“If you a smart phone slave, surfing non-stop on a digital wave, if your life has become indeed too virtual, if you are looking for a better ritual, you are maybe ready to deal, with the new PANArt Hang Bal Spiel.  If your hands are tense, your fingers blocked, burned out your spirit, your life somehow shocked - you would like to dance your own dance, you can get it, there is a chance…”

And while the above words may have been intended solely to describe the newer Hang Bal, there has been something about the sounds of the Hang, and the Handpan, that have drawn those in need of a little extra “something” to it from the very beginning.  With PANArt listing in their book Hang: Sound Sculpture: therapists, caretakers for the terminally ill, the sick, the stressed, and the mentally unwell, among the distinct demographics that would frequently write to them in a bid to get their hands on one of their sound-sculptures.  And hands in the air, and cards on the table, there was a little of that in our own initial journey to seek out and play the Hang/Handpan.  

The vibrations of the Hang recorded
 using holographic interferometry.
PANArt themselves refer to the Hang as being a “Mirror to the Soul”, and perhaps therein lies its healing abilities.  The intuitive playing style that requires little in the way of musical training, combined with the instruments emotive, fragile quality of sound, that has been described as being reminiscent of a "Choir of Angels", makes it easy to let whatever is inside, out.  Which can be therapeutic in its own right.  And even putting any metaphysical beliefs that one may, or may not harbour towards the instrument type, with regards to vibrational healing aside, here at HPM, we like to look towards the science of Cymatics for something a little more concrete.  For when we consider that the average human body is roughly made up of 60% water, Cymatics helps to demonstrate in a very visible way how the vibrations of the Handpan’s enveloping sound bath, could provide a kind of sonic massage, at the very least, in a way not clearly visible to the eye.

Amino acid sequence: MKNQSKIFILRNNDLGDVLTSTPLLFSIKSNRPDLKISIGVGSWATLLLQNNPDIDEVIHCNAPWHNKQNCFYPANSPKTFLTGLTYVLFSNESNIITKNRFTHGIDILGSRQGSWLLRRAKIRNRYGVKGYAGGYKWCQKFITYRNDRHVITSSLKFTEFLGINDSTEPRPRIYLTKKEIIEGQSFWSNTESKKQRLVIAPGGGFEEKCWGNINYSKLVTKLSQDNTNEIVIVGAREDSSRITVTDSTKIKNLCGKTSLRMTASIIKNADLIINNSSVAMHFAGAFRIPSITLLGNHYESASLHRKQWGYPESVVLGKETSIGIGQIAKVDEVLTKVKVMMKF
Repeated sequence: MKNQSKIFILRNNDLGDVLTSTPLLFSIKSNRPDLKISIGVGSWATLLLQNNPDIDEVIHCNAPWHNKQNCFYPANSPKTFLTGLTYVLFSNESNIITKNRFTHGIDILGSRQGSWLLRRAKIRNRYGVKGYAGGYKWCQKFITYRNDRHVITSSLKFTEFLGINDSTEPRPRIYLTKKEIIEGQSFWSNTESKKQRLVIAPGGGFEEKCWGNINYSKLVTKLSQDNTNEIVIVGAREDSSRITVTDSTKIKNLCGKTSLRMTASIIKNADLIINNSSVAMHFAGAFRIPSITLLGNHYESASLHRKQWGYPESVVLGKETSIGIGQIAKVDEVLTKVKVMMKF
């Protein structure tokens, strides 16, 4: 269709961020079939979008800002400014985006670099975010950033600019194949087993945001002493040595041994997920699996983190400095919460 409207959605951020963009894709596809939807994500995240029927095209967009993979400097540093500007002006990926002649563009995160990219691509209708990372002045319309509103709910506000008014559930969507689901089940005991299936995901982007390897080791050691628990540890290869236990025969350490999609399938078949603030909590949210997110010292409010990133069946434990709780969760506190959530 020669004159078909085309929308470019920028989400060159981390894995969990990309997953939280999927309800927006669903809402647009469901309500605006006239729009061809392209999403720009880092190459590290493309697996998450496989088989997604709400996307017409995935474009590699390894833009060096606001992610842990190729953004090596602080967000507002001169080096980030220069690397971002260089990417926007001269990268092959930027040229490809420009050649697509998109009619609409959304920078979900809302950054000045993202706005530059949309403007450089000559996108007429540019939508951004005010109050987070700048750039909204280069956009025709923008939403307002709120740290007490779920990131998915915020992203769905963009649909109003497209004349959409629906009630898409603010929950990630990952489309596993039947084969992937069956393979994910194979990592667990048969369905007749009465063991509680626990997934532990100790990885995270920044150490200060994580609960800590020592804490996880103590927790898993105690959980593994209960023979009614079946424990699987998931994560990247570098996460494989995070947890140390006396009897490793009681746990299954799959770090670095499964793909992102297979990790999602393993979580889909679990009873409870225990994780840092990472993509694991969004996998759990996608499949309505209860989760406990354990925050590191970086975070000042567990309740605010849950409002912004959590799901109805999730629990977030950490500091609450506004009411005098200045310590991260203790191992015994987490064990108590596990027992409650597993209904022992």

Ultimately, whether you consider the Handpan to be an instrument with healing attributes, or not,  we leave to you to decide.  But on a personal note, we’ve yet to find anything more soothing, when feeling blue, than to pick-up a Handpan, and give audible form to that which ails us.

“...On some nights I still believe that a car with the gas needle on empty can run about fifty more miles if you have the right music very loud on the radio.”  - Hunter. S. Thompson.

PANArt’s Hang Bal - Hangin’ Round Ya' Neck

When PANArt retired the Hang back in 2013, it felt like a huge blow.  Many people around at the time were only just beginning to discover the instrument, and then, all of sudden, it was seemingly gone.

As it turns out though, PANArt’s announced retirement of the Hang hasn’t been quite the catastrophe that it felt to be at the time.  Because for a company that stopped making Hang, PANArt continue to produce a whole lot of instruments, that are very "Hang-like" (with recent additions even partially adopting its name).

The Hang Bal